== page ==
By making your headphones behave a bit more like loudspeakers, the CanOpener Studio crossfeed algorithm allows you to recreate, on headphones, the rich sonic experience of listening to high-end speakers in a finely tuned room. Combined with a gorgeous equalizer and serious monitoring controls, CanOpener Studio is great for tracking — allowing performers to get the perfect headphone mix, and it’s also equally useful on the master output — to help correct or enhance your monitoring environment.
“CanOpener conjures speakers from your headphones.” — Damon Kurkowski, Pitchfork
Under the right conditions, headphones can be excellent, high-fidelity monitoring tools. In reality, though, these conditions are rarely met, and headphones often end up sounding unnatural, uninspiring, and fatiguing when listened to for long periods of time.
The main “problem" with headphones is that most music is still created (recorded, mixed, mastered) on speakers, with tools that were primarily designed for loudspeaker playback. Compared to speakers, music often sounds overly “wide" when listened to on headphones, as if there were a section missing from the center of the stereo image. Headphones also offer poor externalization (i.e. mono sounds typically appear to originate from inside the listener’s head as opposed to externally). Similarly, headphones often have irregular, exaggerated, or unnatural frequency response curves, either because they were designed that way or because they lack the natural bass reinforcement that would occur in a real room with speakers.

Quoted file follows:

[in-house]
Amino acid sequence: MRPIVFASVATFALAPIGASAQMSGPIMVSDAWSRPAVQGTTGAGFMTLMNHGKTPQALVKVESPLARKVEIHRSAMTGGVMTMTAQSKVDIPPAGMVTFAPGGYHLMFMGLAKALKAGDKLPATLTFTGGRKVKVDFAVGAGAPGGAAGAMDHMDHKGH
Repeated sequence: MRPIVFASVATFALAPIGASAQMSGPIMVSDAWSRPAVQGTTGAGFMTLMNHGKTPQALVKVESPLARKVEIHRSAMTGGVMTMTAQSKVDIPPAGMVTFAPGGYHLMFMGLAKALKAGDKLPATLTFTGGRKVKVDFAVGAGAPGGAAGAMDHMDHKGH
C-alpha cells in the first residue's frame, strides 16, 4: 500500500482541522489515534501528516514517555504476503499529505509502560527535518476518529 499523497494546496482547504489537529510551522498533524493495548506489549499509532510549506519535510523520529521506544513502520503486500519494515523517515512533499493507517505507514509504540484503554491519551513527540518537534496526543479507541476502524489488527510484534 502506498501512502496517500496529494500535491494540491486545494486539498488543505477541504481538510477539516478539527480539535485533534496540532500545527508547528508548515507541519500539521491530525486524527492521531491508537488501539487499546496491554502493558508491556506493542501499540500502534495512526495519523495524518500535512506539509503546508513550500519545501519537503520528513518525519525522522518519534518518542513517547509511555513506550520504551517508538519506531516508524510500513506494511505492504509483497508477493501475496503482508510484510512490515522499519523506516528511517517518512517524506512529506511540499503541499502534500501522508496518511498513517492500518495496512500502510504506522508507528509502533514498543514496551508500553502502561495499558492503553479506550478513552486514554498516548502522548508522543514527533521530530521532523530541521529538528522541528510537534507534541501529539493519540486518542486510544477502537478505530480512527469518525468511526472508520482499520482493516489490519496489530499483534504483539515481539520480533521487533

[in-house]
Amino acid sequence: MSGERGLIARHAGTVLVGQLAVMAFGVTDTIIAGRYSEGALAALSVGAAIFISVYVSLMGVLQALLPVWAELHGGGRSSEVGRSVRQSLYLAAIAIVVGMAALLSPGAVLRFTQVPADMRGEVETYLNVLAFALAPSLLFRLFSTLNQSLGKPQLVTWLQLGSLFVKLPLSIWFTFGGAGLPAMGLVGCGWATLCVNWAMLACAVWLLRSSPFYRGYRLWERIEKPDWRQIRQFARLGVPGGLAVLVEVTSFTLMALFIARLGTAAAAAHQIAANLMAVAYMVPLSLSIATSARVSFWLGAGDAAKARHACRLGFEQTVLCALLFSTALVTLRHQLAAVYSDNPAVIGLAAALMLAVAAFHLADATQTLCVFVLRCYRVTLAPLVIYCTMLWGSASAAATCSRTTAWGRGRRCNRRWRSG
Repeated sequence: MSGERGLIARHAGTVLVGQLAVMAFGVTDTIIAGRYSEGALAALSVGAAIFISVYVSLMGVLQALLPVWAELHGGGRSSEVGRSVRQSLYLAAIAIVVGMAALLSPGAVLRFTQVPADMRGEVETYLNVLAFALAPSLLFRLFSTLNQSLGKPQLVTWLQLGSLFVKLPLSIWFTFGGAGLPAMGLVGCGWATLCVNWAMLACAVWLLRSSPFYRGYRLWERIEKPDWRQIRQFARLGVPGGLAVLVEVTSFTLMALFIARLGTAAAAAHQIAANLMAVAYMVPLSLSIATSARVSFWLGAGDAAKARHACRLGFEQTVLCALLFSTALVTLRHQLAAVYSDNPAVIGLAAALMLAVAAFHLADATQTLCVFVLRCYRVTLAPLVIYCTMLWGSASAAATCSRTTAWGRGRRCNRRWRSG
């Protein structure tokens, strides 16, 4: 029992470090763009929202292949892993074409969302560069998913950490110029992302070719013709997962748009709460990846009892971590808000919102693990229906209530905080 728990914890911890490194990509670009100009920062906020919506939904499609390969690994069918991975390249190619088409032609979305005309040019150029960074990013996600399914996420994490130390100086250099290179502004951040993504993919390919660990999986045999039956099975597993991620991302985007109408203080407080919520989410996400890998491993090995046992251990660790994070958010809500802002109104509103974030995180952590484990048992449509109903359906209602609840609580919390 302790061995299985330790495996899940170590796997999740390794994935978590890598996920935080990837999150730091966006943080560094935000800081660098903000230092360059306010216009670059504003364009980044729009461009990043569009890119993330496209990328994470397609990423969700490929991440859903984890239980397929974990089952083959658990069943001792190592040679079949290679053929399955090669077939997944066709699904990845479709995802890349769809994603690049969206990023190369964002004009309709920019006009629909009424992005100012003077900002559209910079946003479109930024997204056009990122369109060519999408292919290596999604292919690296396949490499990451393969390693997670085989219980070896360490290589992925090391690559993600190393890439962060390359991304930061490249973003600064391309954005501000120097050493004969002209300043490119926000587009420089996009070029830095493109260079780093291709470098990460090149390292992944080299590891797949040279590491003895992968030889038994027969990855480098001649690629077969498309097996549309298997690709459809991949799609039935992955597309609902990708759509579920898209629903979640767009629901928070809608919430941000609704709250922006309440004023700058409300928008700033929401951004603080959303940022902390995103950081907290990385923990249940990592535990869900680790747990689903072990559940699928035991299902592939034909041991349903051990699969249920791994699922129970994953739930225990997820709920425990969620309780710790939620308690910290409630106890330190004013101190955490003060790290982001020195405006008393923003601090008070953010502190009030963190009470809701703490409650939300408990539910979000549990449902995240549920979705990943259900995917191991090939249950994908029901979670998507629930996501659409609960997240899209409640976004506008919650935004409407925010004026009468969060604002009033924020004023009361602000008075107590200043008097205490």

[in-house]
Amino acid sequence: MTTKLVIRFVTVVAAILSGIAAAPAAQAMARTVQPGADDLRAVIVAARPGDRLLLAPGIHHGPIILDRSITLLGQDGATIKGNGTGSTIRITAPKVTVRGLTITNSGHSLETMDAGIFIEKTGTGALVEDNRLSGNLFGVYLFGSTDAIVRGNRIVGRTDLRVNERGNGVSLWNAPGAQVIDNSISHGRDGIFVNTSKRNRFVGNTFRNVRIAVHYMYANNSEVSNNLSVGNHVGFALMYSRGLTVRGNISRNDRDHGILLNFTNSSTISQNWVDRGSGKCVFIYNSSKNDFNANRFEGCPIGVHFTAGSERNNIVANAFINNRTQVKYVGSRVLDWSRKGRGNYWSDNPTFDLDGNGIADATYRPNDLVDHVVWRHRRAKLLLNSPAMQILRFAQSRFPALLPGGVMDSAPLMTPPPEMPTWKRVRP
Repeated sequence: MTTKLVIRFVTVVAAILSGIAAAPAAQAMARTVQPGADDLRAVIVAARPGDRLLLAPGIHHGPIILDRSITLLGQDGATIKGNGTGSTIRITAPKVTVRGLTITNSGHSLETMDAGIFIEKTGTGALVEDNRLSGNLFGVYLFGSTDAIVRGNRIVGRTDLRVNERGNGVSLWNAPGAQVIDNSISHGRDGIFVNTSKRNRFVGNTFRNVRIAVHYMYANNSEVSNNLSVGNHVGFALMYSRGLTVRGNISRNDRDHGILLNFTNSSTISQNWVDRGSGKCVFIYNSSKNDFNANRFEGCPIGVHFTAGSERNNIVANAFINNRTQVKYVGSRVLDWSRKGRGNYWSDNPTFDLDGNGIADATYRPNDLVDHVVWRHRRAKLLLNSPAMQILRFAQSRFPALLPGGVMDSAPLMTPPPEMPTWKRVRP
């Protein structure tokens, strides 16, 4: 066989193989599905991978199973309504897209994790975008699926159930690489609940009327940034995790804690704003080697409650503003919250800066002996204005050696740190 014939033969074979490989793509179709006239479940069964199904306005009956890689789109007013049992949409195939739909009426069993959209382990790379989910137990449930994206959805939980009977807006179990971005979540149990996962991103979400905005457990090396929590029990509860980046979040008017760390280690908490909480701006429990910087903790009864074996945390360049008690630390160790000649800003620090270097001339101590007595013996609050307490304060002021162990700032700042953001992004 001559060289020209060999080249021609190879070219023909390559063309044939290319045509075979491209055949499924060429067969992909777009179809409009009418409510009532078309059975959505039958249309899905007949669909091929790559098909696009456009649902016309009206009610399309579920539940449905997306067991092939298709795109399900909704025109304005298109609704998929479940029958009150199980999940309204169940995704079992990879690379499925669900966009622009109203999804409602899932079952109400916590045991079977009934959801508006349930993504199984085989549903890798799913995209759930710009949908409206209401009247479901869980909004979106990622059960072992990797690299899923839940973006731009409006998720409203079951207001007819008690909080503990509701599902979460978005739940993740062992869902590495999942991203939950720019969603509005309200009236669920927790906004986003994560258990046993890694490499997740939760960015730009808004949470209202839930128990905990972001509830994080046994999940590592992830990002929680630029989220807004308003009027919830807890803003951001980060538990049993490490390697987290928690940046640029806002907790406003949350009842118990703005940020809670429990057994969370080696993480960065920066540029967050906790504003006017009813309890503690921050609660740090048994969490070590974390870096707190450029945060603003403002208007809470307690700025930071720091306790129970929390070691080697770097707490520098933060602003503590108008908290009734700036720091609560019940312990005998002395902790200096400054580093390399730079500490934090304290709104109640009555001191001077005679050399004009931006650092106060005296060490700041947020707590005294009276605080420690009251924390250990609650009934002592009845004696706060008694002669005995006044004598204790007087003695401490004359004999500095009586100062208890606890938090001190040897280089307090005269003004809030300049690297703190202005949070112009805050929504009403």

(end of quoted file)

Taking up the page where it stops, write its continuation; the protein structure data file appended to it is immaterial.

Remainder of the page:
CanOpener Studio takes a less-is-more approach: fix the bad things about headphones with as little coloration or alteration as possible. Rather than emulate a specific studio control room or loudspeaker setup (along with all its flaws), the CanOpener crossfeed algorithm uses an idealized loudspeaker & room as its guide and gives you the control to use as much or as little of it as you need.